President Biden told reporters on Friday that Pope Francis had called him a “good Catholic” and said he should keep receiving communion, an unexpected development that appeared to put a papal finger on the scale in a debate raging in the United States’ Roman Catholic Church over whether the president and other Catholic politicians who support abortion rights should be denied the sacrament.
Asked by reporters if Francis had told him during their private 75-minute audience whether he should keep receiving communion, Mr. Biden replied, “Yes.”
Mr. Biden said the issue of abortion had not come up during their meeting. “No, it didn’t,” he said. “It came up — we just talked about the fact he was happy that I was a good Catholic and I should keep receiving communion.”
Asked to confirm Mr. Biden’s remarks, Matteo Bruni, the Vatican spokesman, said that the Holy See limited its comments to the news release about subjects discussed during the meeting and added, “It’s a private conversation.”
The Vatican — which did not allow public access to the meeting, citing coronavirus concerns — released heavily edited footage and later said in a statement that, in the part of the meeting the public did not see, Francis and Mr. Biden had focused “on the joint commitment to the protection and care of the planet, the health care situation and the fight against the Covid-19 pandemic, as well as the theme of refugees and assistance to migrants.” It added that the talks had touched on human rights and the freedom of religion.
Before Mr. Biden’s meeting with Francis, leaders in the effort by some American bishops to deny the president communion had intensified a pressure campaign urging the pontiff to take their side.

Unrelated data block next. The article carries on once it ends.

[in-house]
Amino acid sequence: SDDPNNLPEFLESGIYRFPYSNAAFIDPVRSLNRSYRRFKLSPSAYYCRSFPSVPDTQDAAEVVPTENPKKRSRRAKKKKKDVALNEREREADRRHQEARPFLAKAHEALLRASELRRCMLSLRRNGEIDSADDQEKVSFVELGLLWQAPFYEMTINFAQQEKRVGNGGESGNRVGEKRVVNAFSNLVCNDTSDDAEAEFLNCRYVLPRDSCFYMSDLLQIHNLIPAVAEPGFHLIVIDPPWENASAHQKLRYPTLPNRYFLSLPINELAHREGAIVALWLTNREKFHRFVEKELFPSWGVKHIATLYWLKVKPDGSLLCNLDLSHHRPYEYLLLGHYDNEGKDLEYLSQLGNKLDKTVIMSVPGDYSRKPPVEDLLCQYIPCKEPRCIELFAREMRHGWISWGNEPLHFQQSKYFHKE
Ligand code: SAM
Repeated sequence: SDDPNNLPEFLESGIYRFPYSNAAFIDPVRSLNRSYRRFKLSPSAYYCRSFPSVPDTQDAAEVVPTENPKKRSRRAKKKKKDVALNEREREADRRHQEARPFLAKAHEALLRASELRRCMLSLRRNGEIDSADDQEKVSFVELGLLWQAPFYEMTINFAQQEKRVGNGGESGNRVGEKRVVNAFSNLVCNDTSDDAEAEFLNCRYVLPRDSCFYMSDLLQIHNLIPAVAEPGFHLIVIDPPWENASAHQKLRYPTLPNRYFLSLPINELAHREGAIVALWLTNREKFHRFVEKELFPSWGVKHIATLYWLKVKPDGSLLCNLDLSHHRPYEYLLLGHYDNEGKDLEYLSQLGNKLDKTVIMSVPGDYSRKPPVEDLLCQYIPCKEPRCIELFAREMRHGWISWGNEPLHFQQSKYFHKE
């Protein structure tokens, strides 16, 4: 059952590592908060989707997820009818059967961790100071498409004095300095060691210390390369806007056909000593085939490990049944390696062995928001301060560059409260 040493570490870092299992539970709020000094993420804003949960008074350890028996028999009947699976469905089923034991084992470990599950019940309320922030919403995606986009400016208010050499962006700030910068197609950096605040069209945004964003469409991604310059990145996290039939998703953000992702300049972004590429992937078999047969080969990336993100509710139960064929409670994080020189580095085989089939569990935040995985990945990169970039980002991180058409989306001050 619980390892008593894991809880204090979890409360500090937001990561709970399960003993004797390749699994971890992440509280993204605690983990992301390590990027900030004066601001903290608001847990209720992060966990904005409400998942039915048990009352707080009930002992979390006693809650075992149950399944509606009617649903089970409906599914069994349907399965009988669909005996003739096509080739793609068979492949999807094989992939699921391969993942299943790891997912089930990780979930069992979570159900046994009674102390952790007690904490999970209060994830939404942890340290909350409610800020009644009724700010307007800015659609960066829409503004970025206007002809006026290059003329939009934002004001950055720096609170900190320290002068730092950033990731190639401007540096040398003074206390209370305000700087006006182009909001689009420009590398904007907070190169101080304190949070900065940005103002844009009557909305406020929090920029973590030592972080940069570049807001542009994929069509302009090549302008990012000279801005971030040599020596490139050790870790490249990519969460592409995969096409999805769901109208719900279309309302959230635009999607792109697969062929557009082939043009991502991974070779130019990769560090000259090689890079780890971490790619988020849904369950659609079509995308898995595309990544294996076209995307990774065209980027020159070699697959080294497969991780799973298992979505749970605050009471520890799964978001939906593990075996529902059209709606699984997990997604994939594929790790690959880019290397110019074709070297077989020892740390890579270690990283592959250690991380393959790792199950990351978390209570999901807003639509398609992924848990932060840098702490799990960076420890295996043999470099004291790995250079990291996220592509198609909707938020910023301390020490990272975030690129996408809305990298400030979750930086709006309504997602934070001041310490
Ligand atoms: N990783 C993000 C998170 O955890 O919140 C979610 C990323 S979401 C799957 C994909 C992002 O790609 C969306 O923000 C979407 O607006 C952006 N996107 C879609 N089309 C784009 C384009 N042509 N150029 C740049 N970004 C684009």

“Dear Pope Francis, You have boldly stated that abortion is ‘murder.’ Please challenge President Biden on this critical issue,” the arch-conservative Bishop Thomas Tobin of Providence, R.I., wrote on Twitter. “His persistent support of abortion is an embarrassment for the Church and a scandal to the world.”
The pope may be less inclined to entertain suggestions from Bishop Tobin, who is often viewed within the Vatican as hostile to Francis’ agenda.
Other prelates who hoped Francis might reprimand Mr. Biden have also spent years trying to undercut the pope’s authority.
Cardinal Raymond Burke, whom many allies of Francis see as the de facto leader of the opposition to the pope in the Vatican and the United States, posted a nearly 3,000-word letter on his website before the meeting. In it, he said that American bishops would soon take up “the long-term and gravely scandalous situation of Catholic politicians who” support abortion rights and receive communion.